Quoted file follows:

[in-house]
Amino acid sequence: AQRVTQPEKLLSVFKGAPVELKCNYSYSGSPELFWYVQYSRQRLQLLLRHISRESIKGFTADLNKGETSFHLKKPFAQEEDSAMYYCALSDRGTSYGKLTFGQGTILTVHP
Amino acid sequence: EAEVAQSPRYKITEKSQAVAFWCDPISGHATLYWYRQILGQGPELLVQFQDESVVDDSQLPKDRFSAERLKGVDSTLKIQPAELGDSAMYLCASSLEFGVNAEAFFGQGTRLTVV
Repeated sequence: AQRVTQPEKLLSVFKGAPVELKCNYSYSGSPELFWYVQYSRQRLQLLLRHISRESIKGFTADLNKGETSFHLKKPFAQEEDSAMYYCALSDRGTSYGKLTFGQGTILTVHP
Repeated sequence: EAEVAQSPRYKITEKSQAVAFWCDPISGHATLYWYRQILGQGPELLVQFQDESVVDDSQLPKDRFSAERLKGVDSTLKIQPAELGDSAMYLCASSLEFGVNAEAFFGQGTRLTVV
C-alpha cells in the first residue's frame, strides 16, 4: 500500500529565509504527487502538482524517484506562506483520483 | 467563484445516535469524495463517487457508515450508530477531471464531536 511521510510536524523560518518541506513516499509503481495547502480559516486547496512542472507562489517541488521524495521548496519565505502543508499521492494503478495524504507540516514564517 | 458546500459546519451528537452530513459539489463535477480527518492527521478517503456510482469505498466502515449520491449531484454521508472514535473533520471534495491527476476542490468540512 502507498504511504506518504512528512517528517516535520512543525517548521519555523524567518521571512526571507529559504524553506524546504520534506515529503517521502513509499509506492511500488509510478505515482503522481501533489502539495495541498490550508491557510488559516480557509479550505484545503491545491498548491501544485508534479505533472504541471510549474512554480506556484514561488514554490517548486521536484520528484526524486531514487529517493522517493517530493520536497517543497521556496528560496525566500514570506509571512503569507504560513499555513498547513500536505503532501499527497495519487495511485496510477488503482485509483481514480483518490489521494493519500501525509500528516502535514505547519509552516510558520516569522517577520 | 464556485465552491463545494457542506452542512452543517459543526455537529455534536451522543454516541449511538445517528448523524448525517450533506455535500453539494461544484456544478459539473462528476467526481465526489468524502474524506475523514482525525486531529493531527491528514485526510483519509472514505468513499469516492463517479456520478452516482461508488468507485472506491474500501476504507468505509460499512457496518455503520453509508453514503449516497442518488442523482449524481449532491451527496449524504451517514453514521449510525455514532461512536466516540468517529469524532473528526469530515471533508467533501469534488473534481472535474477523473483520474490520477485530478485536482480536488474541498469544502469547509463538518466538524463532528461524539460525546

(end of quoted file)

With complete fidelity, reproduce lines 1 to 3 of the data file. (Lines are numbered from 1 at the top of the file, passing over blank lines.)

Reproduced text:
[in-house]
Amino acid sequence: AQRVTQPEKLLSVFKGAPVELKCNYSYSGSPELFWYVQYSRQRLQLLLRHISRESIKGFTADLNKGETSFHLKKPFAQEEDSAMYYCALSDRGTSYGKLTFGQGTILTVHP
Amino acid sequence: EAEVAQSPRYKITEKSQAVAFWCDPISGHATLYWYRQILGQGPELLVQFQDESVVDDSQLPKDRFSAERLKGVDSTLKIQPAELGDSAMYLCASSLEFGVNAEAFFGQGTRLTVV